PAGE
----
There was an interesting document floating around on detailing a “five year plan” to make ID the Standard Theory. It was all about infiltrating legislatures and committees, storming the media and otherwise constructing a facade. Way down the list was sponsoring some research. IIRC, one of the sponsors was the retired Berkeley Law prof who was a big time HIV-denier and buddy of Duesberg. (Oh, the company we keep.) The plan is probably somewhere on the Wayback Machine. It was produced over 10 years ago, so it’s truly pathetic now.

    The argument for common descent based on DNA sequences is stronger if you mention that it was clear from the first study, in 1968. Nobody could sequence DNA at the time, so they used amino acid sequences, with the same result of a nested hierarchy.

    It works for families of similar proteins too. In particular, the proteases of the blood clotting system. Behe used it as an example of “irreducible complexity”.

  7. sonicon 20 Dec 2012 at 10:50 pm

    I saw the video–I think she is using the term ‘population genetics’ incorrectly. I don’t think her point isn’t completely accurate either– I will link to two articles that show they have not continued to assume that. I think it has to do with the recognition that HGH and ‘convergent evolution’ happen more than was first suspected.

    I have been to that ‘discovery’ site before. The articles they talk about are often interesting, but the analysis can be very sketchy.

    However- the quote from Talk Origins is not a good way to show that.
    The talk Origins quote is from Doulas Theobald. He is quoting his own study which has been debunked here-

    “The tests described above show that there is currently no formal demonstration of the universal common ancestry of the extant life forms. The likelihood tests of the kind described by Theobald [4] fail to address the problem because they yield results “in support of common ancestry” for any sufficiently similar sequences.”

    The nature and origin of this similarity are irrelevant for the prediction of “common ancestry” of by the model-comparison approach. Thus, homology (common origin) of the compared proteins remains an inference from sequence similarity rather than an independent property demonstrated by the likelihood analysis.”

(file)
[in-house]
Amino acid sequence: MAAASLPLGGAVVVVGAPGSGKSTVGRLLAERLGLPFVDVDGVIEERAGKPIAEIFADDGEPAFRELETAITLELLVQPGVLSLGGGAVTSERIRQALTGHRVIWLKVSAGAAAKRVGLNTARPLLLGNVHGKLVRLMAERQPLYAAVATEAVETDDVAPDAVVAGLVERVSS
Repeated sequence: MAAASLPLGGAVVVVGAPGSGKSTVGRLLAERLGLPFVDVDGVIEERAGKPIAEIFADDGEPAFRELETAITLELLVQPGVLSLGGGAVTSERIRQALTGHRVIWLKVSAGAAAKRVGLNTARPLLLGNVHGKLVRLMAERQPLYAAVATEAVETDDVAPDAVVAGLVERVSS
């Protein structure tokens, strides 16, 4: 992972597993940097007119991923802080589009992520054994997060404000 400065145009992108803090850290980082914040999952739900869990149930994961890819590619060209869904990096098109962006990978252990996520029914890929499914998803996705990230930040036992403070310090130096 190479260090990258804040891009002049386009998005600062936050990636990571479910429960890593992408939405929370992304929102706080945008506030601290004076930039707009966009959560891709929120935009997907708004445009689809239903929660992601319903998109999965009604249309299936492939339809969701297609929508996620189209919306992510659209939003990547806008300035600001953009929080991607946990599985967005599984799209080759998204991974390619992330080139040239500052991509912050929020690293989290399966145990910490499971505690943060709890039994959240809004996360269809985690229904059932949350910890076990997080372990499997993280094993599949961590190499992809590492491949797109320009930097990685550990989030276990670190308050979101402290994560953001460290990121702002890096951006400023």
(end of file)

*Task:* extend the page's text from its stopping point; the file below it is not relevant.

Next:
In other words, this analysis assumes that sequence similarity proves common descent– the very claim the lady in the video made.
    Just to be complete, the people who debunk Theobald also say this–
    “A formal demonstration of the Universal Common Ancestry hypothesis has not been achieved and is unlikely to be feasible in principle. Nevertheless, the evidence in support of this hypothesis provided by comparative genomics is overwhelming.”

    So it isn’t that the evidence isn’t good, it’s just that Dr.N. has quoted a study that made the error that the lady in the video was saying–
    In order to understand why a formal demonstration of universal ancestory is “unlikely to be feasible in principle”, I give two articles that might be of interest.

    “By the mid-1980s there was great optimism that molecular techniques would finally reveal the universal tree of life in all its glory. Ironically, the opposite happened…

    The problems began in the early 1990s when it became possible to sequence actual bacterial and archaeal genes rather than just RNA. Everybody expected these DNA sequences to confirm the RNA tree, and sometimes they did but, crucially, sometimes they did not…